CISOs Still Tend to Ignore Supply Chain Risks: Study

While securing the remote workforce remains a top concern for CISOs as they continue to tackle it, supply chains still represent an underestimated risk after a year of dragging high-profile breaches including SolarWinds, Kaseya, and Log4j.

A new study that surveyed CISOs and cybersecurity leaders has proven that while in 2021 supply chain attacks dominated the headlines, with the Kaseya and SolarWinds attacks at the forefront and sophisticated attackers seek to exploit vulnerabilities in pipelines and packages (such as log4j) to compromise organizations further down the supply chain, security managers tend to ignore the same.

Instead, as businesses moved remotely in 2020, 94% of CISOs indicated that securing their remote workforce was a “top priority” or a “priority.” To do this, cybersecurity leaders are turning to automation and risk-based approaches to overcome threats and vulnerabilities. In fact, researchers found it surprising that only 49% of cybersecurity leaders consider supply chain risk assessment a priority. In an ideal world, this should be a key part of any organization’s due diligence practices.

Good news though, while in 2021 cybersecurity teams scrambled to secure users who left perimeter security while moving remotely, in 2022 78% of CISOs consider securing the workforce remote work as a priority, making it the top priority for the second year operation.

While it can be assumed that CISOs have dealt with the initial impact of these cohorts starting to work from home, remote workers remain an ongoing concern. In hybrid working models, devices moving in and out of perimeter defenses present new challenges and vulnerabilities.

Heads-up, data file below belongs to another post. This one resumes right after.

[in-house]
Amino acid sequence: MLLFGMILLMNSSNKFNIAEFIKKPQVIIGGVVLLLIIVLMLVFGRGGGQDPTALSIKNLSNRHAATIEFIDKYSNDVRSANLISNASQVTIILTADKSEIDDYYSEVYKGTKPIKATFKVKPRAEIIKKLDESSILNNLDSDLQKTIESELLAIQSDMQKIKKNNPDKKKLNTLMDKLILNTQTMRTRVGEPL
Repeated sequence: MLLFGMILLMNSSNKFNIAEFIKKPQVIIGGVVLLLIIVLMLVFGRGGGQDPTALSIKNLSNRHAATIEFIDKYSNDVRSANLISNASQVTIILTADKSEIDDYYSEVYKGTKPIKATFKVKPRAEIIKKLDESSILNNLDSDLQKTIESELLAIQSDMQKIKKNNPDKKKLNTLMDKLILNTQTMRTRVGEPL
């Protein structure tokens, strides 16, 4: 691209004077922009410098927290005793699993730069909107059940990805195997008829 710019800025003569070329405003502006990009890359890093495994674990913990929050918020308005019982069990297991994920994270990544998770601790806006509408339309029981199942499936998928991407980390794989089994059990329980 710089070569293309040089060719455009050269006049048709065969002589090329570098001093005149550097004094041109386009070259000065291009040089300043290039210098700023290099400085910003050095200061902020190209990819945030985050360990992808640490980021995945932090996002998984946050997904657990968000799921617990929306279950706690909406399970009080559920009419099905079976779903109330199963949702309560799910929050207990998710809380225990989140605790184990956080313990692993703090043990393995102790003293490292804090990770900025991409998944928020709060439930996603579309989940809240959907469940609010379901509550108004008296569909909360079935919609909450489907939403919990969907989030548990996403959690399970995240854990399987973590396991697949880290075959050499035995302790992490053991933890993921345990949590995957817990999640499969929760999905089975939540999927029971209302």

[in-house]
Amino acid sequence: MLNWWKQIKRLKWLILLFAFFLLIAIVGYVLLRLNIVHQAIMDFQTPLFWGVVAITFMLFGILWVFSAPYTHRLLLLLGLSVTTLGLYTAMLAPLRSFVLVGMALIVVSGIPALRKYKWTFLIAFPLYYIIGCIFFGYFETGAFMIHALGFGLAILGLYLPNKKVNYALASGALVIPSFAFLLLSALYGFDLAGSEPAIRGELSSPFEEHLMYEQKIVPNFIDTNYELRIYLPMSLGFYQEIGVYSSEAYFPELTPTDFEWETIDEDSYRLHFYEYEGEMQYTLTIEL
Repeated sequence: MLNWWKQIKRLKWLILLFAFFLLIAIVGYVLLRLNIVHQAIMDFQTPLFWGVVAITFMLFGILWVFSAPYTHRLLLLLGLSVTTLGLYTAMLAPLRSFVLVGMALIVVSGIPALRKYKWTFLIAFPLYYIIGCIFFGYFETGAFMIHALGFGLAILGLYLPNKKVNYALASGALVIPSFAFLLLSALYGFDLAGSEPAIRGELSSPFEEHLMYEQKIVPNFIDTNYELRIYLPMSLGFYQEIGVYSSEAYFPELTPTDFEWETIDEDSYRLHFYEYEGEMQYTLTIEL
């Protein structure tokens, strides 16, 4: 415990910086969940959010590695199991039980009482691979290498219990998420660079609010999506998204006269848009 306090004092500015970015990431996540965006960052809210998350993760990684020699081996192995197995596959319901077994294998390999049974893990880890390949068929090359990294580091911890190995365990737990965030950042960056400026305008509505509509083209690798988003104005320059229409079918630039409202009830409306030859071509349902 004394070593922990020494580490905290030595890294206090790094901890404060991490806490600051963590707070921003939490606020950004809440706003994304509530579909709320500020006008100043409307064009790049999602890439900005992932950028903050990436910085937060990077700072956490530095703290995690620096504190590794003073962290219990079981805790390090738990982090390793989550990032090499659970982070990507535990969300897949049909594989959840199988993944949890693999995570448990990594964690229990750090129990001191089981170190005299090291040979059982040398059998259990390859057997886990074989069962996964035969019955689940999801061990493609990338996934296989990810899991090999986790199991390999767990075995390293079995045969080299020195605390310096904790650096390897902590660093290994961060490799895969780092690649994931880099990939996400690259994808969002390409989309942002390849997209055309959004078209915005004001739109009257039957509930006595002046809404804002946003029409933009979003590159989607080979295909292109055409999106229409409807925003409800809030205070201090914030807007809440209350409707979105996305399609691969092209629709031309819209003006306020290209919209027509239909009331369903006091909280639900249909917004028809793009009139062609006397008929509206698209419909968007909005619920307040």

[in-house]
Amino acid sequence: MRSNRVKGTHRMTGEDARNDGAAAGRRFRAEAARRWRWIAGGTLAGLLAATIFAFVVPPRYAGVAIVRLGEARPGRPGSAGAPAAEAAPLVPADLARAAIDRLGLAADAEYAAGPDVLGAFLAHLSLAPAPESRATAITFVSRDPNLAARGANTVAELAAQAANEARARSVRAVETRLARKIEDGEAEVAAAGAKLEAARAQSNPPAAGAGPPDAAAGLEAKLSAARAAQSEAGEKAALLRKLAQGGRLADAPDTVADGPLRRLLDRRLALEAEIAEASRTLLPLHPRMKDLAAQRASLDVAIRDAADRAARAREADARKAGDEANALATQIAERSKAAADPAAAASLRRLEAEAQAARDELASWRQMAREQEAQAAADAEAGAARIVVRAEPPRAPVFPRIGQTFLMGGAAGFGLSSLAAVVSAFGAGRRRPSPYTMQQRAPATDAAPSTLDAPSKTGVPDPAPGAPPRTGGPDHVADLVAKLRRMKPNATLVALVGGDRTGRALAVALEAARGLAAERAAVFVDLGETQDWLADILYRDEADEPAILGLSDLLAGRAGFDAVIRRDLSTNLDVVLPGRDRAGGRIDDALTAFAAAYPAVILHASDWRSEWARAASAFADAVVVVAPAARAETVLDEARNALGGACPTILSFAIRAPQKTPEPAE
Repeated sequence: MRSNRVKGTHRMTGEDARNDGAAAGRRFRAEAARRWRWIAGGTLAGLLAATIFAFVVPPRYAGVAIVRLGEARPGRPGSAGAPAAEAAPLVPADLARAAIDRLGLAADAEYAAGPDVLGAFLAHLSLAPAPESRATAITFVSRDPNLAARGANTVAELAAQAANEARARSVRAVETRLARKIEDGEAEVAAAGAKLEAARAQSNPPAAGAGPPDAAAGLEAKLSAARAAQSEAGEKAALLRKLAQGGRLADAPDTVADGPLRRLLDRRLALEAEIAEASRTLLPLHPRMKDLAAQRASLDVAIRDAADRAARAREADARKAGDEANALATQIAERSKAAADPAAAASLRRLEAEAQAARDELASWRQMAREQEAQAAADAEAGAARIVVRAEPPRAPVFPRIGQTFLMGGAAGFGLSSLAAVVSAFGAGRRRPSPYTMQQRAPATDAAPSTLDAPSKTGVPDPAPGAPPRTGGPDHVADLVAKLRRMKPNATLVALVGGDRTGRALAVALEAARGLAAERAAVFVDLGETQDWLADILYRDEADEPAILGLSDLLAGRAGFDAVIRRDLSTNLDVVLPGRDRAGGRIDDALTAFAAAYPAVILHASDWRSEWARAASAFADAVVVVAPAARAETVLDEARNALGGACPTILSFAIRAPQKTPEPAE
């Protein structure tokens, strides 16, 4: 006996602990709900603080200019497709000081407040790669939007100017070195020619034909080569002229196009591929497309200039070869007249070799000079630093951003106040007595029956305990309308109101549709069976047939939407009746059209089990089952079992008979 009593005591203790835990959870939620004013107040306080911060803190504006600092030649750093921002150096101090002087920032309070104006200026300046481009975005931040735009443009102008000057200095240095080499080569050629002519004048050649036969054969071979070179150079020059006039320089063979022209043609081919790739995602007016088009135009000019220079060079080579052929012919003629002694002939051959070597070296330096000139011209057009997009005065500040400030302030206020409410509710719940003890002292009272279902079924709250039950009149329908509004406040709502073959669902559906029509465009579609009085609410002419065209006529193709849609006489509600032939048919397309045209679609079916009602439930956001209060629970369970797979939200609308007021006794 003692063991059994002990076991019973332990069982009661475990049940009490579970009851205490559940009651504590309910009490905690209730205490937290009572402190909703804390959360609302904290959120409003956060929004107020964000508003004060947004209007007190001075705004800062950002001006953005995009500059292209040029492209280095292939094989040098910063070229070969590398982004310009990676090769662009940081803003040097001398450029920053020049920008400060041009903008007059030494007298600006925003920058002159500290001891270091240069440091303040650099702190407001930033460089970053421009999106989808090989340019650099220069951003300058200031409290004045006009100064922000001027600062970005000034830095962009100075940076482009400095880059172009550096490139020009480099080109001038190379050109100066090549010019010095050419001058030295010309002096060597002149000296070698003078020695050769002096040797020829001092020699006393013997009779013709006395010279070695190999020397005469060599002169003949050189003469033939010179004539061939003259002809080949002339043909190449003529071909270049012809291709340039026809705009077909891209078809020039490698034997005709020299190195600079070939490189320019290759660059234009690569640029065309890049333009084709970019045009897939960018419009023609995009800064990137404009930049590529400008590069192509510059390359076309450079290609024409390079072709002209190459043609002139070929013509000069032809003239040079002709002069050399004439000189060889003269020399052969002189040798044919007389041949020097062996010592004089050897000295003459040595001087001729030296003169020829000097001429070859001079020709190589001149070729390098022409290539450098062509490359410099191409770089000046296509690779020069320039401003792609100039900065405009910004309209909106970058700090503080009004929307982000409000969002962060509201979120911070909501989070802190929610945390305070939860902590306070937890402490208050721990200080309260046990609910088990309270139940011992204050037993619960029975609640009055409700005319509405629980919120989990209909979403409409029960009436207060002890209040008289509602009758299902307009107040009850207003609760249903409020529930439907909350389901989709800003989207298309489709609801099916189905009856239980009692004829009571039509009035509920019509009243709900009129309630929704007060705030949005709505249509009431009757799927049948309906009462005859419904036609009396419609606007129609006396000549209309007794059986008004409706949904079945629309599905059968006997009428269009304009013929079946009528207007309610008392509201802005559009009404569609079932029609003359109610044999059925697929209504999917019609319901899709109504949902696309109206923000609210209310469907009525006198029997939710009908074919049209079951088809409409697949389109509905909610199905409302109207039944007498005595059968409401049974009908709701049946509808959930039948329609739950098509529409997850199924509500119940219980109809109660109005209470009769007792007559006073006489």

Ricardo Villadiego, Founder and CEO of Lumu, told CXOToday, “While it’s no surprise that securing the remote workforce remains both a concern and a top priority for CISOs, we have found a 16% drop from last year’s survey, indicating that many organizations have made progress over the past year, but the fact that more than three-quarters of respondents (78 %) still consider it their most pressing priority shows that much more needs to be done to keep workers and data safe as we learn to adapt to an increasingly hybrid work model.

“The uncertainty and longevity of the pandemic has also helped threat actors open up new avenues of attack over the past year and that unease was reflected in this year’s investigation. In particular, there was great concern about supply chain vulnerabilities following the disclosure of several high-profile supply chain attacks such as the Kaseya and Solar Winds exploits as well as the recent Log4j zero vulnerability. day last December,” he says.

The study also revealed that in 2022, many top priorities relate to the ease of cybersecurity operations. Automating threat detection and response (78%) and unifying threat visibility across all assets (62%) are among our respondents’ top priorities. These metrics indicate that tools that make the work of the SOC team more automated and efficient are becoming a priority. The demand for cybersecurity talent is only increasing. Efforts that help operators with their daily tasks not only get the most out of an expensive resource, but also improve staff retention.

Improving the cybersecurity posture as a whole is at the forefront of CISO concerns. Improving cybersecurity testing beyond penetration testing (63%) and measuring the effectiveness of the cybersecurity ecosystem (62%) are priorities in 2022. With so many tools, projects and methodologies from which to choose, subjectively testing the system and its components is essential. . CISOs seek to spend their budgets wisely and obtain evidence of their performance that they can report to their board of directors.

The study also revealed that CISOs are the least interested in outsourcing cybersecurity operations (17%). Small businesses without a CISO or cybersecurity staff can get help from a third party. However, organizations with mature information security stacks recognize the reality that cybersecurity is not just bought but operated. CISOs are committed to continuously measuring and improving their cybersecurity operations.

Villadiego concludes that all of this means that security leaders find themselves fighting battles on multiple fronts and are therefore looking to invest in new technologies and partnerships that help them gain greater visibility and become more proactive in how they identify and respond to threats.

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